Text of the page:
The Legal Requirements of Your Website

The essential information you need to ensure your website’s compliant

The legal stuff is not the most glamorous part of owning a website, but it is essential to show your credentials as a business as well as protecting you and your customers. Certain key pieces of information are required to be present in order to be compliant. The list of legal requirements isn’t long, but it’s important to know what information is needed on your website.

 

I’m not a registered company

If you are not a registered Ltd company you should try to comply with the guidelines for minimum information to be provided as follows:

  • The name of the service provider must be given somewhere easily accessible on the site. This might differ from the trading name and any such difference should be explained – e.g. “XYZ.com is the trading name of XYZ Enterprises Limited.”
  • The email address of the service provider must be given. It is not sufficient to include a ‘contact us’ form without also providing an email address.
  • The geographic address of the service provider must be given. A PO Box is unlikely to suffice as a geographic address; but a registered office address would. If the business is a company, the registered office address must be included in any event.
  • If the business is a member of a trade or professional association, membership details, including any registration number, should be provided.
  • If the business has a VAT number, it should be stated – even if the website is not being used for e-commerce transactions.
  • Prices on the website must be clear and unambiguous. Also, state whether prices are inclusive of tax and delivery costs.If the service provider is a company, the Companies Act 2006 requires that the place of registration should be stated (e.g. “XYZ Enterprises Limited is a company registered in England and Wales with company number 1234567″).

It is best practise to include all of the above information. If you are an e-commerce website you are required to provide all of the information above especially the VAT number and pricing being clear and unambiguous. You are classed as an e-commerce site if you:

  • Advertise goods or services online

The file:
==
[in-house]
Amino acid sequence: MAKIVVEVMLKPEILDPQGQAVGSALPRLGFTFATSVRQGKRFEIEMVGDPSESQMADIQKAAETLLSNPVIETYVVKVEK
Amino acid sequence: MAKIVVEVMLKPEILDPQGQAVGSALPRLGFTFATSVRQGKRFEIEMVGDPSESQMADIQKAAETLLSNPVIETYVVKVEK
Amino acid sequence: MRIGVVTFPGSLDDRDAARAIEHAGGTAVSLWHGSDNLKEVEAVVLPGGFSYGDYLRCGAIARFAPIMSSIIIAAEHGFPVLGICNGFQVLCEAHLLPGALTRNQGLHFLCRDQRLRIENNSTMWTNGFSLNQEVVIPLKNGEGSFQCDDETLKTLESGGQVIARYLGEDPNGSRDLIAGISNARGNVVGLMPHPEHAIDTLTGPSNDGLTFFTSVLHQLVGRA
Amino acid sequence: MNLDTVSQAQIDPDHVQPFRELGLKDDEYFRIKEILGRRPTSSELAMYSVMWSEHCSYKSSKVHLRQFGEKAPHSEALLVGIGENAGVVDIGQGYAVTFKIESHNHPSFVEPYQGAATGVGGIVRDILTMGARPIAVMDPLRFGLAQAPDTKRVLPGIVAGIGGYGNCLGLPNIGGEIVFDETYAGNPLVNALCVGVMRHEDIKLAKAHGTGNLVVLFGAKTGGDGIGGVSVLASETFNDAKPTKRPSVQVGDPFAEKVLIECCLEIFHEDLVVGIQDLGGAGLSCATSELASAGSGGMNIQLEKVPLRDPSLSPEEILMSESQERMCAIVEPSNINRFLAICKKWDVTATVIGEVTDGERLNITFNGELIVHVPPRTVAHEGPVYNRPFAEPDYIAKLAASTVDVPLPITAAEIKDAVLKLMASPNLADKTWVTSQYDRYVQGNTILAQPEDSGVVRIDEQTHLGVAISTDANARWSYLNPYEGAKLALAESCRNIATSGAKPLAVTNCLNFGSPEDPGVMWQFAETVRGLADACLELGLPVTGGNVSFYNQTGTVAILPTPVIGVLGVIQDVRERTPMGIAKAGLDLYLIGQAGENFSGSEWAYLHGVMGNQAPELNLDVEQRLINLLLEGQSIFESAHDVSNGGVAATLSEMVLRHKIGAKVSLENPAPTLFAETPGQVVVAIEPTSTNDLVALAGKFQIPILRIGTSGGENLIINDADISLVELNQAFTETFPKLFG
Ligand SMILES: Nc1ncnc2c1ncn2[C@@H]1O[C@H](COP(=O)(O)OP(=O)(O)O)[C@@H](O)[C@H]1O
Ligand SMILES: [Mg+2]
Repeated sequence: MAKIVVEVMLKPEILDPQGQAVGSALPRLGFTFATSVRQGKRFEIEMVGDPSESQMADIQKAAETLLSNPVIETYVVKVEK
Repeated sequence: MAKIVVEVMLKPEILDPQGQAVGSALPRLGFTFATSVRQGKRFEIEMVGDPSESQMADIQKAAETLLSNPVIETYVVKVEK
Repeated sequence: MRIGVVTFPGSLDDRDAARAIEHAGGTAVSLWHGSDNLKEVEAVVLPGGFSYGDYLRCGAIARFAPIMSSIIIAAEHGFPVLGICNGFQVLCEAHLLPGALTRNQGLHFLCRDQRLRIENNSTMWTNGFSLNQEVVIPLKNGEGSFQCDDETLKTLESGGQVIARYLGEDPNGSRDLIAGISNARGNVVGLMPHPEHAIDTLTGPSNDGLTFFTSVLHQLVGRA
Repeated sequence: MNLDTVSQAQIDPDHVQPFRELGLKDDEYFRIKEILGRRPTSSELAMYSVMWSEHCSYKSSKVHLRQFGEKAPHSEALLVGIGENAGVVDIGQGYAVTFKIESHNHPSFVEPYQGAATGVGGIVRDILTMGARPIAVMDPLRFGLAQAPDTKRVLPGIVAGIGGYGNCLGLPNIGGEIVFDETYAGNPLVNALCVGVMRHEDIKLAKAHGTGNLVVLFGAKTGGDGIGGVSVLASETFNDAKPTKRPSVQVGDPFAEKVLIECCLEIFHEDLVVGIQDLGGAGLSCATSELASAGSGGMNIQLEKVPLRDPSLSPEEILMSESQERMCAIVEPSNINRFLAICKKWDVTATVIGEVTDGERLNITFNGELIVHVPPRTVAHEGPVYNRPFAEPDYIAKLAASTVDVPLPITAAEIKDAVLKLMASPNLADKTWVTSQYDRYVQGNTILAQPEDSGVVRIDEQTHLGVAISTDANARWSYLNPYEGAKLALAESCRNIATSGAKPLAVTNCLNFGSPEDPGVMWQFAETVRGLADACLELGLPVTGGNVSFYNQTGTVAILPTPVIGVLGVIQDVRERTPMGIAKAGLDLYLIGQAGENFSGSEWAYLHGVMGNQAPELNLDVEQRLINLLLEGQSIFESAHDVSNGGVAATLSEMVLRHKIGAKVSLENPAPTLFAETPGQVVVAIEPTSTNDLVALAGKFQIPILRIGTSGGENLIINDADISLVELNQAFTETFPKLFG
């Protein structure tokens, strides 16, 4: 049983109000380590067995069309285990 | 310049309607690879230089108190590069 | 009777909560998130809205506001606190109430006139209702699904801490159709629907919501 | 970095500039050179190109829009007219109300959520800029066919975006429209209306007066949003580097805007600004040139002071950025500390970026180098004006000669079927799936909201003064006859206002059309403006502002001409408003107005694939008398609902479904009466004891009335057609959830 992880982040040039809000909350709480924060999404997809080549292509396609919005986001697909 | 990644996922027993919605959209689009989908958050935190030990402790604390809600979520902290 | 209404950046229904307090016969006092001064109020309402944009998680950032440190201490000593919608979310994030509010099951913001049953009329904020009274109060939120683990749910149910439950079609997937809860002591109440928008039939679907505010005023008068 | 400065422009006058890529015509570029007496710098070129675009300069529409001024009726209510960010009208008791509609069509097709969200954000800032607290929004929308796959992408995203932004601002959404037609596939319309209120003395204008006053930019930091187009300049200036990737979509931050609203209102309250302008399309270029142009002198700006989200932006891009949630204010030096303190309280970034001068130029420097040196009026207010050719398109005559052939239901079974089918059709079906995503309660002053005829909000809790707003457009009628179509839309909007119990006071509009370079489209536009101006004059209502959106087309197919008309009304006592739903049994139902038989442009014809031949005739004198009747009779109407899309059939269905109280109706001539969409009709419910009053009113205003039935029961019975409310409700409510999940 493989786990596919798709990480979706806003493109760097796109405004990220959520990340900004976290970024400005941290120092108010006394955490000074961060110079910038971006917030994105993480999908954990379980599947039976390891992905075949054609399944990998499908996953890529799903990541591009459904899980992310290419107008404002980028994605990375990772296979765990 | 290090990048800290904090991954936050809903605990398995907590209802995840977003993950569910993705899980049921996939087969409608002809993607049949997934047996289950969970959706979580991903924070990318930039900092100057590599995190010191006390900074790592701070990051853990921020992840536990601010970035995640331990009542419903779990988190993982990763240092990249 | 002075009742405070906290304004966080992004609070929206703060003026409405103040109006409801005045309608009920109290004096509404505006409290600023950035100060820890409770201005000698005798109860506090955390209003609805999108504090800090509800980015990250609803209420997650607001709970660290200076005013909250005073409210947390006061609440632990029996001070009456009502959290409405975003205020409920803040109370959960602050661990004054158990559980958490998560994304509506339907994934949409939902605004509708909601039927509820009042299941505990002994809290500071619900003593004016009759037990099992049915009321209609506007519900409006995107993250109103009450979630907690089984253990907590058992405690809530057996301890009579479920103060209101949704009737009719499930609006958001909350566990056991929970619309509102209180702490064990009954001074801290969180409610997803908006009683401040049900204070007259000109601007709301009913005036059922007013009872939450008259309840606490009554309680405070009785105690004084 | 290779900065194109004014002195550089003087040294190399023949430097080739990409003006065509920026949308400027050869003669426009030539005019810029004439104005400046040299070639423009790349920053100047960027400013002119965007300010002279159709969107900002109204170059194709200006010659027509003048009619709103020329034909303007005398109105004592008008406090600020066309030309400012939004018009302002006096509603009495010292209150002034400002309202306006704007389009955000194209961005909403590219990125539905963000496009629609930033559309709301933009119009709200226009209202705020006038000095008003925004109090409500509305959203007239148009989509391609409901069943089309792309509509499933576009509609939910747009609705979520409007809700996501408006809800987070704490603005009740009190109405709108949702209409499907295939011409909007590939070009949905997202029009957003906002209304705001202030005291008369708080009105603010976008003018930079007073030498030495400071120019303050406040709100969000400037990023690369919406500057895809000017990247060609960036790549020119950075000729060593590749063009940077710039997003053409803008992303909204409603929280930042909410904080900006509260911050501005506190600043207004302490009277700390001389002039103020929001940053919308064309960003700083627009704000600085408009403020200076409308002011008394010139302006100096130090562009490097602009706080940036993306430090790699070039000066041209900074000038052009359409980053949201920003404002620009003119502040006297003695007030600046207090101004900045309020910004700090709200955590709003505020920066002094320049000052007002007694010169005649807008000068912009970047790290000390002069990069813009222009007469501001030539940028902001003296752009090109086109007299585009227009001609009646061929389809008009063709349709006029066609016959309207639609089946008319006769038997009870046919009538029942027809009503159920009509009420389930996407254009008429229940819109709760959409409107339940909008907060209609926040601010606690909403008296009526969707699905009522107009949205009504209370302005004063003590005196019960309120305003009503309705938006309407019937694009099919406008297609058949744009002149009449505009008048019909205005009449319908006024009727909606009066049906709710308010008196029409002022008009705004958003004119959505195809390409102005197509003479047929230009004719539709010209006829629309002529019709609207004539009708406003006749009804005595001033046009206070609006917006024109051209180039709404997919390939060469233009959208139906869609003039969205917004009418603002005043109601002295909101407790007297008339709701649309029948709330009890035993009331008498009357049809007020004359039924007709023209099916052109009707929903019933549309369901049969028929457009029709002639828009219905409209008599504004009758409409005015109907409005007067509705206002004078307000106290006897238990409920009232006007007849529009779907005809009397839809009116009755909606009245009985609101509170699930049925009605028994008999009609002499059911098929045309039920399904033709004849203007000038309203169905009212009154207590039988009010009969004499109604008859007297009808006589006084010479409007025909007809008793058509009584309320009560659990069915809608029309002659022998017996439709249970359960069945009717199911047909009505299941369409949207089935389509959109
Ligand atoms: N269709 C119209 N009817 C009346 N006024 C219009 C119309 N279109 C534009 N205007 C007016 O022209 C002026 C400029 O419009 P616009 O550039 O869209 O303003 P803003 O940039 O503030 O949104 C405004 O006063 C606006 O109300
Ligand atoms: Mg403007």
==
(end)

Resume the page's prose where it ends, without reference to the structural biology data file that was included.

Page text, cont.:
• Sell goods or services to anyone online
  • Store electronic content or provide access to a communication network

 

I’m a registered company

Every registered company that has a website is required by law to include certain key pieces of information. No matter what trade you are in, you need to have the following information on your website:

  • Your registered company name
  • Your company registration number
  • The place of registration (usually written as a country or city)
  • The office address the company is registered to

It’s simply the basic registration information about your company that you receive when you register. This information is already required on any business letters you send out, so should be easy enough to add onto your website. Although an email address is not legally required, it is best practise to have it available for easy communication.

Experian present this information at the bottom of all their webpages.

experian

 

Where should I put this information?

Don’t worry; it doesn’t need to be on EVERY page. Your website may already have this information on your ‘About Us’ or ‘Contact Us’ pages, in your Terms and Conditions or in your Privacy Policy. If you only have one page, you can put it at the bottom in one readable chunk. Keep a checklist handy to tick off the information you have included, and the bits you need to find and add on.

As long as the required information is present on your site, is easy to find, legible, and clearly linked to, your website is compliant.

Whenever you send any written business communication, this information should also appear on it. It’s now becoming necessary to have it on electronic communications, as well as physical letters. Add it onto everything you send from your business to follow best practise. This saves any confusion as to whether your communications are personal or business.

Below is an example of an email footer received from Harlands Services informing a customer of a new direct debit set up:

harlands

 

Click on the following links for further detailed information on the Company Act 2006(the 2008 updates) and the E-commerce Regulations 2002.

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